brian stouder said on July 6, 2013 at 10:29 am
During this week off, I’ve been clearing the room by switching to The Zimmerman Trial (more protracted than the Zimmerman Telegram, but we digress), and it was pleasing to see Shit-for-brains-Sean Hannity play his pathetic part.
I confess, SFB-Sean actually (and unwittingly) did a genuine public service, with GZ’s utterly remorseless “God’s Will” public proclamation (with regard to GZ’s shooting-to-death an unarmed 17 year old young man, who had committed the unforgiveable sin of being black and in GZ’s neighborhood).
It would be even more pleasing if the ridiculous Zimmerman interview conducted by SFB-Sean turns out to be the thing that necessitates George taking the stand and having to face a cross-examination (I think the chances of that happening are approximately 0.00000001, but who knows?)
Leaving that aside, if you love public schools, as I do – check out this:
brian stouder said on July 6, 2013 at 9:06 pm
So OK, now I’m officially an old fuddy-duddy.
The women and the young folks and I went to the multiplex today, and the women mostly went into Heat (so to speak), while the young folks and I went into The Lone Ranger movie…and I was really quite put-off by that movie.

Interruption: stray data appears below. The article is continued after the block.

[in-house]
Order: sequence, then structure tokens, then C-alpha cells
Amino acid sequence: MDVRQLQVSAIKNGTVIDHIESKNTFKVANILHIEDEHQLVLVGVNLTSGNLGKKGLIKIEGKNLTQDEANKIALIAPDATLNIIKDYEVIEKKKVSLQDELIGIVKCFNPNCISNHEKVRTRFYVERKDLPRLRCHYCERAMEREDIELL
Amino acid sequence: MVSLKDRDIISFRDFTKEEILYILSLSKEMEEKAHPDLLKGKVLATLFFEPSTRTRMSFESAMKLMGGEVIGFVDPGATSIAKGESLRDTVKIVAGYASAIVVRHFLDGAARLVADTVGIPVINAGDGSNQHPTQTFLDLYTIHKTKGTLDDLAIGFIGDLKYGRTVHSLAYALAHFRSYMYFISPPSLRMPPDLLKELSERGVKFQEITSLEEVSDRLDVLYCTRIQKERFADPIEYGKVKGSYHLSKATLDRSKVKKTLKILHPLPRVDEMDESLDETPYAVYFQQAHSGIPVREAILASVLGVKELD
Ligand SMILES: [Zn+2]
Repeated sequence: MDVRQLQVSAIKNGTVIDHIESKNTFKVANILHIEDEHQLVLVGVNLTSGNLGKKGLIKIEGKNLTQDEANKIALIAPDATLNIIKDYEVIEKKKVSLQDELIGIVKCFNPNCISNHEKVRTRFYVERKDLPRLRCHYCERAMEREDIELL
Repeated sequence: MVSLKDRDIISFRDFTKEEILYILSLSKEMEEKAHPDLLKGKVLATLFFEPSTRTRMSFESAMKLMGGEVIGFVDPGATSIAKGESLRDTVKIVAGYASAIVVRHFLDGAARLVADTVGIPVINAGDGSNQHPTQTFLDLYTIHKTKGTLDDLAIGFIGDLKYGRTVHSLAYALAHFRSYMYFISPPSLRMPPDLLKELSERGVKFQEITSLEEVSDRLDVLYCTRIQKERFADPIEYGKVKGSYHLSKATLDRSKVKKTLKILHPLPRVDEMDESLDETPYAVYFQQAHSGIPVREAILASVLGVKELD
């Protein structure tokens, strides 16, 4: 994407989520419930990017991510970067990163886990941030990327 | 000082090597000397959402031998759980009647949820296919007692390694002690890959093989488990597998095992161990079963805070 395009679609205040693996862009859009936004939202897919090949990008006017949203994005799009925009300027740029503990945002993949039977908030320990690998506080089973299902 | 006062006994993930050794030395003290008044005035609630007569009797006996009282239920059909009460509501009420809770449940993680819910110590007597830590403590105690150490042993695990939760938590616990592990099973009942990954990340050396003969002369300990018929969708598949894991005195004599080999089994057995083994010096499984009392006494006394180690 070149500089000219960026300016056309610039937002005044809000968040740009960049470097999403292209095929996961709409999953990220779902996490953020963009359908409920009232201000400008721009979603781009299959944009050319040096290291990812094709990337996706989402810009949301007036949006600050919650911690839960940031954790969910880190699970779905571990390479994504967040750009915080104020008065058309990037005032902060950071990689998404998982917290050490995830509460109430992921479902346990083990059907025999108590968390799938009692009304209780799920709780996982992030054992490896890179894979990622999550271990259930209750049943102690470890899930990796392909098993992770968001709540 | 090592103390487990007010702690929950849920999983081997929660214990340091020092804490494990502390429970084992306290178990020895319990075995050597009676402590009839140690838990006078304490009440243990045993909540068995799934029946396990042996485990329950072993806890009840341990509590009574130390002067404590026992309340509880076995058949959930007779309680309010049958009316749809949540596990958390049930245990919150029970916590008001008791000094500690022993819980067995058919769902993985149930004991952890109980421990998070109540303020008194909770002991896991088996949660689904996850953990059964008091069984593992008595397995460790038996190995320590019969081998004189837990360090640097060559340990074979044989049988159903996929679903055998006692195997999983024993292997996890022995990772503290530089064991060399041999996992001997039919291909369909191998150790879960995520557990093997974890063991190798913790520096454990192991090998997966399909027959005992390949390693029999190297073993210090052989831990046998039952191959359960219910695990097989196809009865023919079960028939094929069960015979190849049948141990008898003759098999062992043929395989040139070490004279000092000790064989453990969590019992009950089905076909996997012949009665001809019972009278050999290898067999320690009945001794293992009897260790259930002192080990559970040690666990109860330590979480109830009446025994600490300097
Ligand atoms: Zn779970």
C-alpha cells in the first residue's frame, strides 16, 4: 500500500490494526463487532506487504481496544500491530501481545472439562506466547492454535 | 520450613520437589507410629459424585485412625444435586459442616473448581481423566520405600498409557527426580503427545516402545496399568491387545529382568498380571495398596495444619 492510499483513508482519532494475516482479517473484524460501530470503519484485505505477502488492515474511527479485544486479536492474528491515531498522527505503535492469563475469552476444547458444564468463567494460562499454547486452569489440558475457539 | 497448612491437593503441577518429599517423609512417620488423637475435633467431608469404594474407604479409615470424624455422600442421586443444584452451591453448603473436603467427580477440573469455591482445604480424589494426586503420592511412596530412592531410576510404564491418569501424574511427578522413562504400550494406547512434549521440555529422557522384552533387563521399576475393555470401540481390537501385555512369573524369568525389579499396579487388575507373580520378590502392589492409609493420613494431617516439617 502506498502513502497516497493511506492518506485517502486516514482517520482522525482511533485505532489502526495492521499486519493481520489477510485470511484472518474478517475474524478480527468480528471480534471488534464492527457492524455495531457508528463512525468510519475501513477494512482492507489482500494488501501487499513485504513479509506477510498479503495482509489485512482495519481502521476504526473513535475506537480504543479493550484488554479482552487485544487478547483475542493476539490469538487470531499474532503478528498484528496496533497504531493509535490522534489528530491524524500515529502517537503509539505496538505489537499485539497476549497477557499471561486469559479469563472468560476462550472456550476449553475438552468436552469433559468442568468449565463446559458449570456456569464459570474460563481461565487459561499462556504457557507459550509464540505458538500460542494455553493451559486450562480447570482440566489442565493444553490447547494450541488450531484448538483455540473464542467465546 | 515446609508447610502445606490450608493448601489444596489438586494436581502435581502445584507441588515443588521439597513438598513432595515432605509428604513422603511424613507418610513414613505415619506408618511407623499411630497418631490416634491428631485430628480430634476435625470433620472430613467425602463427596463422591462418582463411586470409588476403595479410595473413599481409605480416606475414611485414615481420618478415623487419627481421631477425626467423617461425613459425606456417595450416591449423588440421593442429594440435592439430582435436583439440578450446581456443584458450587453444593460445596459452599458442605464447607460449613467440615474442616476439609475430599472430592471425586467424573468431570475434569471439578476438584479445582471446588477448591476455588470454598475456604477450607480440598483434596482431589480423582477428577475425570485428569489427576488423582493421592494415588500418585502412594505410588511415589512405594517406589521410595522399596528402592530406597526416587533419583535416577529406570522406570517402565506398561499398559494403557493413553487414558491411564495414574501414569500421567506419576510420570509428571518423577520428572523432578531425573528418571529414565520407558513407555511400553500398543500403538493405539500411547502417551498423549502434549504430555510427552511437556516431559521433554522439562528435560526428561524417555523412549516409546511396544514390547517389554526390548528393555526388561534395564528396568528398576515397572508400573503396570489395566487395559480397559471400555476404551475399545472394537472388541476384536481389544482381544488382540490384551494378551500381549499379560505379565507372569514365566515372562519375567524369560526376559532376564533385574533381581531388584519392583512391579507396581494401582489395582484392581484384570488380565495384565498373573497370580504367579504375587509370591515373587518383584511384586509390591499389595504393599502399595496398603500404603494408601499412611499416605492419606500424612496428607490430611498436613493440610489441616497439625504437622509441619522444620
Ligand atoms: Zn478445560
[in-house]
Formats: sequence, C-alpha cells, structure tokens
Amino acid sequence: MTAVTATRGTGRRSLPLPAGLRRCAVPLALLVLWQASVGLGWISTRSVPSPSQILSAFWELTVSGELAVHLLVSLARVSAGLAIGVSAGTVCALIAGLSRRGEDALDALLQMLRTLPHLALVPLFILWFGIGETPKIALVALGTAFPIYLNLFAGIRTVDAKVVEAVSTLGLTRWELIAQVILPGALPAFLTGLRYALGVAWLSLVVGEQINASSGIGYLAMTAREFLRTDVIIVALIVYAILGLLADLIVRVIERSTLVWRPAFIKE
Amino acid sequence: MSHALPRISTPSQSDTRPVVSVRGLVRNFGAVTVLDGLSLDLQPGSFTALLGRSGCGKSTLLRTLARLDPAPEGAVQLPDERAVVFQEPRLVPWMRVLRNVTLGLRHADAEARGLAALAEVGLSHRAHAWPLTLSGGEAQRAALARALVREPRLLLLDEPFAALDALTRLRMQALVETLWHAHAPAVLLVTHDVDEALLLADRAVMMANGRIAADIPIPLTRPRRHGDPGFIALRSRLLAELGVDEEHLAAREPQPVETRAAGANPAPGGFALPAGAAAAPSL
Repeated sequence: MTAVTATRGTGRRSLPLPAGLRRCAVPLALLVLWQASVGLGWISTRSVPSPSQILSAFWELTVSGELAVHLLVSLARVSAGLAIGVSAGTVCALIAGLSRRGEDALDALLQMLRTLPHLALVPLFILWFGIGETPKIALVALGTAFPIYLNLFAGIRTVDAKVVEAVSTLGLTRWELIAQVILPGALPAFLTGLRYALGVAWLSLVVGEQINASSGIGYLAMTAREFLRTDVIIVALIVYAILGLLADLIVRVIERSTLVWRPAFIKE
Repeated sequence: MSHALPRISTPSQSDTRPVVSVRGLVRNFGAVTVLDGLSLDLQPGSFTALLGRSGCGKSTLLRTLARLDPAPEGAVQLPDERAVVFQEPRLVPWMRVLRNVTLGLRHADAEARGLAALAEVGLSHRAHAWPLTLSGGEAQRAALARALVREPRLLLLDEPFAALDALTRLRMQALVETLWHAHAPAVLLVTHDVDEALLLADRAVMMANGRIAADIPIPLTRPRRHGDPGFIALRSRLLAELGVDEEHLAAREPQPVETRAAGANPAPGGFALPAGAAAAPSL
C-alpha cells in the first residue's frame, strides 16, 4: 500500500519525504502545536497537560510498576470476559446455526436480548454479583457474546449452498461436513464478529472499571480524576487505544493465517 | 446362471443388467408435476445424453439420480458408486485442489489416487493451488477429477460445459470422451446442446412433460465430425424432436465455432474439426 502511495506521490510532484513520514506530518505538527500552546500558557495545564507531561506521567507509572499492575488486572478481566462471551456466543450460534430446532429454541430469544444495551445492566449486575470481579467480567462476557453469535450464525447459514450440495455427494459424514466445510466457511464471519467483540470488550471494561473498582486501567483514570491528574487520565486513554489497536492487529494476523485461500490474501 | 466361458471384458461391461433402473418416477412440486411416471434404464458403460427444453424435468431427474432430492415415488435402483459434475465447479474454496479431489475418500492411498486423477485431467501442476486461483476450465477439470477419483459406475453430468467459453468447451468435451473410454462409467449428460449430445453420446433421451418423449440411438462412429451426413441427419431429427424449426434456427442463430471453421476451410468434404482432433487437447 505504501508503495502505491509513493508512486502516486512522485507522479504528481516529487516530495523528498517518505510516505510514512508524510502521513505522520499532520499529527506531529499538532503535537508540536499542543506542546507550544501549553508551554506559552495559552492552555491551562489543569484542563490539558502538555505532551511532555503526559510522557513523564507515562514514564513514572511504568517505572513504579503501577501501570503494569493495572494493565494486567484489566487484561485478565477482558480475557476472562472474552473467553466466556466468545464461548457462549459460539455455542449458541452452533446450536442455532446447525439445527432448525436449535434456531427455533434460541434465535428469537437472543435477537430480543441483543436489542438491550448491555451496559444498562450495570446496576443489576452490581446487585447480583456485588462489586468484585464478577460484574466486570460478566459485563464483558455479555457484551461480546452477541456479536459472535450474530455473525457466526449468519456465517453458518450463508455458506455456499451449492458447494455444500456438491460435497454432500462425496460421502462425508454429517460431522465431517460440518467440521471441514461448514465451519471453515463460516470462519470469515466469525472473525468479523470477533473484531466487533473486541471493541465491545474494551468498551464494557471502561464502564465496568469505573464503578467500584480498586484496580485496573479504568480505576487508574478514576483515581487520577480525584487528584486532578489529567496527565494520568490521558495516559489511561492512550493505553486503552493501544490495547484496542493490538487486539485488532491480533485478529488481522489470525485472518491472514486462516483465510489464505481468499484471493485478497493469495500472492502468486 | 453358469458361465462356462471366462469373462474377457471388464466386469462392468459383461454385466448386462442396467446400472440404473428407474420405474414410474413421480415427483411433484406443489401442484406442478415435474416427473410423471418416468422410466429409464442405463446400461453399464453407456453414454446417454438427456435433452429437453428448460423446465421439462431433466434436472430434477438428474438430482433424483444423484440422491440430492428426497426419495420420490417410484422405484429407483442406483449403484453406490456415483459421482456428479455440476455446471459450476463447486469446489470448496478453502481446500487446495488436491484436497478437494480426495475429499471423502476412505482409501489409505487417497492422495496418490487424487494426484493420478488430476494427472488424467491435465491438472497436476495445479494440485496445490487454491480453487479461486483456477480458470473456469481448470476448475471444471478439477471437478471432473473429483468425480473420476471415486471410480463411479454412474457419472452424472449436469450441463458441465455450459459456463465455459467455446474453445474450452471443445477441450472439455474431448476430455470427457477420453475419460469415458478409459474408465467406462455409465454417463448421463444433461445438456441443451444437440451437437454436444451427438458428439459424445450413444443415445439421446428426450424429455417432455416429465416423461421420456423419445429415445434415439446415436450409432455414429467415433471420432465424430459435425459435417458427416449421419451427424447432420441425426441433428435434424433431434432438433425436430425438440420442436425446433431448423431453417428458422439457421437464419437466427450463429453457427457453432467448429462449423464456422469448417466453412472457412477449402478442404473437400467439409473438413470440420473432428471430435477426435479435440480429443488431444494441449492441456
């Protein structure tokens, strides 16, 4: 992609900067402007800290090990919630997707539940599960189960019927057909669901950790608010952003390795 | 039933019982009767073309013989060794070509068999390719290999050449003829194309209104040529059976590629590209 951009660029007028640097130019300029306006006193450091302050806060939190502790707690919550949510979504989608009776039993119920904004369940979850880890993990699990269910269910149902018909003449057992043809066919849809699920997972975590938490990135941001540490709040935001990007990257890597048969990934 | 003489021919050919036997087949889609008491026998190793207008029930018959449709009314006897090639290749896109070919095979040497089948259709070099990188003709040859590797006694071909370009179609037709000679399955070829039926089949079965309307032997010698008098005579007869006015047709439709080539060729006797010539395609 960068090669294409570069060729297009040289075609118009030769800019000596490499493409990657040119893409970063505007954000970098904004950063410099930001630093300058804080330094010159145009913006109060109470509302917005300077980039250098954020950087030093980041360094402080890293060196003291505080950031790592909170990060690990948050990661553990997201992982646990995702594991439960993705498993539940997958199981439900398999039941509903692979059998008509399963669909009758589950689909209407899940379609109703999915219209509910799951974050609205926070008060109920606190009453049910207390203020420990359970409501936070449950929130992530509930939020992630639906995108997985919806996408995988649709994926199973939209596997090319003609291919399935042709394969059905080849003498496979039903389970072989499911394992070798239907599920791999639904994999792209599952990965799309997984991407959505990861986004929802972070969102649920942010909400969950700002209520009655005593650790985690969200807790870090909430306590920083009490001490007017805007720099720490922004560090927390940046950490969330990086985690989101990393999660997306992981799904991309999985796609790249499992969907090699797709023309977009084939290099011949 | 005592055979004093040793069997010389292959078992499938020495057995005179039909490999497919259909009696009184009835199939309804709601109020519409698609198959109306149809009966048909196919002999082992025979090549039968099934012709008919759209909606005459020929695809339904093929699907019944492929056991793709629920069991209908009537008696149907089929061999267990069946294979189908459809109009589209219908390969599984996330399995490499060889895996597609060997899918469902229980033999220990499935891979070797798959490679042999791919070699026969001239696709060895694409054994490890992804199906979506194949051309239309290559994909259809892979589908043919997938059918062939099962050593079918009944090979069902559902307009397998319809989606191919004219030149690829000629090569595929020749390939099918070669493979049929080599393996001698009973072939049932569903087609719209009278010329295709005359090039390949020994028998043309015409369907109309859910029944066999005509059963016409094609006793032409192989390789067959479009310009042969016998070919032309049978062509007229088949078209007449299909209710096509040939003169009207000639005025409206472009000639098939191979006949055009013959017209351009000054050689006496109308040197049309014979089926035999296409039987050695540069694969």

I don’t disagree with Mother Jones, as far as they go –
but my problem was the jarring, starkly graphic, and remorseless violence in the movie. They seem to have simply failed to answer the question – is this a Disney movie for young folks, or is this Cohen Brothers blood-fest in the west?
They seem to want to be both, and ultimately fail to be either
Sherri said on July 7, 2013 at 1:49 am
I’m such an old fuddy-duddy I hardly even go to movies anymore. I prefer television.
Or, even better, and probably a sign of increased fuddy-duddiness, live theater! I’m in Ashland, where I’ll see ten plays in a week: http://www.osfashland.org. Really looking forward to Lear.
beb said on July 7, 2013 at 11:44 am
My daughter and went to see Despicable Me 2 yesterday and had a lot of fun.